Only The Strong Survive

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Only The Strong Survive

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Only The Strong Survive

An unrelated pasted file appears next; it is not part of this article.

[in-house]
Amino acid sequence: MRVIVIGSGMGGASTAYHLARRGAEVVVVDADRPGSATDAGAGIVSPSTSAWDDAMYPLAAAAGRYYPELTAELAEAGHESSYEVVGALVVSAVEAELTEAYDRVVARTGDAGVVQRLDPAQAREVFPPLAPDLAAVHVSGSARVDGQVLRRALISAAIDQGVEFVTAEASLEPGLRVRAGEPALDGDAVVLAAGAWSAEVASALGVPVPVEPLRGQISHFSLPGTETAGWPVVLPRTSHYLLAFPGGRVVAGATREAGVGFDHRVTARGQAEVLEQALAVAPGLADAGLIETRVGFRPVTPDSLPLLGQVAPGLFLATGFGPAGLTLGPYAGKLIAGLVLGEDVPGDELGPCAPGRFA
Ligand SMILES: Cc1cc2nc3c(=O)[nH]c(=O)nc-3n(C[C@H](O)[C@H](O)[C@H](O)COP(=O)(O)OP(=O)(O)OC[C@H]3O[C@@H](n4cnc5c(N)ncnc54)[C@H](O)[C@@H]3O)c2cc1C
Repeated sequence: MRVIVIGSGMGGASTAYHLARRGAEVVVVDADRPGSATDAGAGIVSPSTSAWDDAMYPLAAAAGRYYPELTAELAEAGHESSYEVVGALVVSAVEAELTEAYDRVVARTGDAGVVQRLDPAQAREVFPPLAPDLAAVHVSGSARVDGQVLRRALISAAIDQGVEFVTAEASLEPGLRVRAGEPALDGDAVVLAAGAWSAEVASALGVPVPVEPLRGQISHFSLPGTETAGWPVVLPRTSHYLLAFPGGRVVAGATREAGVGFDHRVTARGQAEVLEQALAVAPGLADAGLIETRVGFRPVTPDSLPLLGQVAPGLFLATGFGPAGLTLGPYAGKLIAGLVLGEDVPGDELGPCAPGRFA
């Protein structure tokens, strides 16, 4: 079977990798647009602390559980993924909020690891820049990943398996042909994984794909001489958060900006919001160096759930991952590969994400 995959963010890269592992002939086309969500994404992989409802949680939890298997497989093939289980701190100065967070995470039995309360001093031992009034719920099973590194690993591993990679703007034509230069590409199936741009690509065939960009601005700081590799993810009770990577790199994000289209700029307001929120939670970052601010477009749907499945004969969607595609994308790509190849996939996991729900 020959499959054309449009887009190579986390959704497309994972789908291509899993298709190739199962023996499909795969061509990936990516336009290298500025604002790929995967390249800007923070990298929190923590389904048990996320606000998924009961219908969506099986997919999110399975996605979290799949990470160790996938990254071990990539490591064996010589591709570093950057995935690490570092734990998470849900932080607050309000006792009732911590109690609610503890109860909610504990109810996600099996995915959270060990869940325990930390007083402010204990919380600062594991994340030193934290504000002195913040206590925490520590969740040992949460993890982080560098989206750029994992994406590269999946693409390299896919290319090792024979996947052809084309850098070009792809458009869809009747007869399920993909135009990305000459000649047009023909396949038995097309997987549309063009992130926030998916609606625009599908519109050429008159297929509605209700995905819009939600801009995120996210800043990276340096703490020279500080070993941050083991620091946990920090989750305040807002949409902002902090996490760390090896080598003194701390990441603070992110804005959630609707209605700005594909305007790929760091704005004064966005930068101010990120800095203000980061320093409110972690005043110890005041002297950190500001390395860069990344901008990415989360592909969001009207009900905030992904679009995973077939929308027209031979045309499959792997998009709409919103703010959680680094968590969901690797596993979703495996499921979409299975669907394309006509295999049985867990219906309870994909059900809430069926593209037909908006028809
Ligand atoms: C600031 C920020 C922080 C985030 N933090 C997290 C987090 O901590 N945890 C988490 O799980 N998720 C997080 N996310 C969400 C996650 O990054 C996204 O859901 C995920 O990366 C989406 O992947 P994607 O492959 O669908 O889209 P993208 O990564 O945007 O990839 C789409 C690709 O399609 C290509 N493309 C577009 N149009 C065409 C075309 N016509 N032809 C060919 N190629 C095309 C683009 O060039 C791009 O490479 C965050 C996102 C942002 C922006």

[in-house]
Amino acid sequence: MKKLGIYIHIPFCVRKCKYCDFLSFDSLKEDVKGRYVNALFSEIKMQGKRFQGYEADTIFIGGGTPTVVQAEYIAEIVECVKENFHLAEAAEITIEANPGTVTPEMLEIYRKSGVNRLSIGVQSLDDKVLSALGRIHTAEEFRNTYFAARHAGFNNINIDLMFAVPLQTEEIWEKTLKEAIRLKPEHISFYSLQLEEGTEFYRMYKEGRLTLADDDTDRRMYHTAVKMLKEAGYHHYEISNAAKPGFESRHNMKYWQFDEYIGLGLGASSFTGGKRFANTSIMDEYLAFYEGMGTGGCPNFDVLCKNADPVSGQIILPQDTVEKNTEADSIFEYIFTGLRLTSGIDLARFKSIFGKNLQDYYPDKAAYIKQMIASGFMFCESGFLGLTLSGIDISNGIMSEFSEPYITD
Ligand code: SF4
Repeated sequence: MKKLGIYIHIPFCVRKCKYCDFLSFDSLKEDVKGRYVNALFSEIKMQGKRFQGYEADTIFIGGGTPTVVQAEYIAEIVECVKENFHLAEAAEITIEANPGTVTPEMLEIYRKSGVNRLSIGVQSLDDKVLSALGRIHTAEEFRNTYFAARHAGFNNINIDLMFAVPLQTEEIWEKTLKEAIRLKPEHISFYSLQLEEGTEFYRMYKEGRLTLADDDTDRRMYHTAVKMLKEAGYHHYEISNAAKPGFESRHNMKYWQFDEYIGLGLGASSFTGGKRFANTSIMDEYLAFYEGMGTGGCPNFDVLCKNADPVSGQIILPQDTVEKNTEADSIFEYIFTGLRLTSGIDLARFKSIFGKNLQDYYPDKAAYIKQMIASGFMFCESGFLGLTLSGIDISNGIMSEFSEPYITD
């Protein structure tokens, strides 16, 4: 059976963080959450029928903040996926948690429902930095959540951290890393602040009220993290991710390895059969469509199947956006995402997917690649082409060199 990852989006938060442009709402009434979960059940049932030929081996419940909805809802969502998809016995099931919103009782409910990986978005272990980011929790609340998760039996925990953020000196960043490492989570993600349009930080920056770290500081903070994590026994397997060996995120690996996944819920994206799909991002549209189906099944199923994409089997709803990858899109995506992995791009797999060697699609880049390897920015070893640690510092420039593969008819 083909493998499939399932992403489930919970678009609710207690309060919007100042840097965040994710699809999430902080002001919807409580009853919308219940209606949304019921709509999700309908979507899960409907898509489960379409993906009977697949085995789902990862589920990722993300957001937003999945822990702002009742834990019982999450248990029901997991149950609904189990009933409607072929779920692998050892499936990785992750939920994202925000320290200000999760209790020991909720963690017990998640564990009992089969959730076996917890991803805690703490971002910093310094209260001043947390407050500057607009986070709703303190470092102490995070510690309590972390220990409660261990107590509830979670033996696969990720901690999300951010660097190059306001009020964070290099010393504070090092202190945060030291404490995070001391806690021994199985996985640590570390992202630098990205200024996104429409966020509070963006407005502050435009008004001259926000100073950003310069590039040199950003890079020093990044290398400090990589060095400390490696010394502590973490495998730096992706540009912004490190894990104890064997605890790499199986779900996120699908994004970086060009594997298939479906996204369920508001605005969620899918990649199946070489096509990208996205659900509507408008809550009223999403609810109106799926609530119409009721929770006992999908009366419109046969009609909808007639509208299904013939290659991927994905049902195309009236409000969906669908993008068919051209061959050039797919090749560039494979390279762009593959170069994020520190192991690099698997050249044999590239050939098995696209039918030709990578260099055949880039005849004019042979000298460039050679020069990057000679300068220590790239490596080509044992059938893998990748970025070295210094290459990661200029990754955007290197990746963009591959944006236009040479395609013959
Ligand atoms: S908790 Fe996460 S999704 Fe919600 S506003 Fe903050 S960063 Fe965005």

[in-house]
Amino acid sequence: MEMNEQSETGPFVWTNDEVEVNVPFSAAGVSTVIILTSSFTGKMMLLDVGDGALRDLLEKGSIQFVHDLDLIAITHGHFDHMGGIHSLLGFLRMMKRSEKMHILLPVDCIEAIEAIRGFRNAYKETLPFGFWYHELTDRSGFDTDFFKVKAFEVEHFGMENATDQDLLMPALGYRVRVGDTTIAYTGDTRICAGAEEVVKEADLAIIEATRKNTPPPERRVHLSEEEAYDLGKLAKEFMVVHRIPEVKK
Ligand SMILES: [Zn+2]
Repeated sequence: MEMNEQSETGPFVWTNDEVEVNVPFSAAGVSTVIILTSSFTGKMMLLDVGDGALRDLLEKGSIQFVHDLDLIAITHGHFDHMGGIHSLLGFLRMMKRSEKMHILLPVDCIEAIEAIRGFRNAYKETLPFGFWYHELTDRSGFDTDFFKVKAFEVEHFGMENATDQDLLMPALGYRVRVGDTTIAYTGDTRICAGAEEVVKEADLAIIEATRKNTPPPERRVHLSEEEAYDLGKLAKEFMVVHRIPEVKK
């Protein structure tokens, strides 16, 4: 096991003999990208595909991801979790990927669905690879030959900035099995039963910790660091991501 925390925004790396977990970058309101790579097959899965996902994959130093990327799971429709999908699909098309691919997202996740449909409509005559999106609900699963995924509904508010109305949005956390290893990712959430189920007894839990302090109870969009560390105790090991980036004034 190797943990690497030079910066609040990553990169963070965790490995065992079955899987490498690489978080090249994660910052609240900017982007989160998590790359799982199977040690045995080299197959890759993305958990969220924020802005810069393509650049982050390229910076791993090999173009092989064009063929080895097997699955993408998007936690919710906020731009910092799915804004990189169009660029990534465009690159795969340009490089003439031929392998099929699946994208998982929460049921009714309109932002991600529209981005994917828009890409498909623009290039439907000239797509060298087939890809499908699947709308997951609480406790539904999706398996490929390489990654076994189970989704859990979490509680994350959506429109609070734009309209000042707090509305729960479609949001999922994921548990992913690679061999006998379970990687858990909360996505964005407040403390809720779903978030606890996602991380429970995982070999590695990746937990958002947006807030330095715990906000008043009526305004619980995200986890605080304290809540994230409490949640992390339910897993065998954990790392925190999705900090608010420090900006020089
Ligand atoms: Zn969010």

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Since all but the biggest of classic soul music's living stars have fallen into various levels of obscurity, virtually any attempt to document the genre's history counts as a public service. On those grounds, D.A. Pennebaker and Chris Hegedus' Only The Strong Survive has to count as a success, though an otherwise unsatisfying one. Filmed between 1999 and 2001, the film catches up with ex-Supreme Mary Wilson, the Chi-Lites, Sam Moore, Wilson Pickett, Jerry Butler, and others, all of whom acknowledge the good fortune of simply staying alive in a business that, by one means or another, has claimed the lives of so many. Among them, Moore tells the most harrowing tales: A New York limo ride allows him to revisit the streets where, after the breakup of Sam & Dave, he spent a decade selling cocaine and heroin to support his own addiction. It's frequently frustrating how often the film cuts away from such stories just as they get interesting. Much of the blame can be placed with supercilious producer and host Roger Friedman, a tireless enthusiast for whom questions would only interrupt the constant gush of praise. He's like Inside The Actor's Studio host James Lipton reborn as a High Fidelity geek, and he continually clashes with the Pennebaker/Hegedus fly-on-the-wall approach. (In his other job, as a Foxnews.com celebrity columnist, Friedman heaps the same high praise on Cher's greatest-hits album and Liv Tyler's recent wedding, which suggests that his good taste only stretches so far.) Factor Friedman out, however, and plenty of highlights remain, both offstage and on, including priceless footage of Carla Thomas and her late father Rufus Thomas, the cornerstone of post-war Memphis music who recorded for Sun and Stax before becoming a beloved radio personality. Though it's dispiriting to see the Chi-Lites attempt to drum up enthusiasm for "Have You Seen Her?" before a sleepy crowd, much of the performance footage is electrifying, and nearly all of the interview subjects are compelling enough to warrant longer segments than Strong's scattershot approach allows. With last year's Standing In The Shadows Of Motown, Pennebaker and Hegedus' film could mark the beginning of a welcome trend. But while Only The Strong Survive is essential viewing for soul fans, as a documentary it never makes the needed connections among the artists, their music, and the lives they lead.

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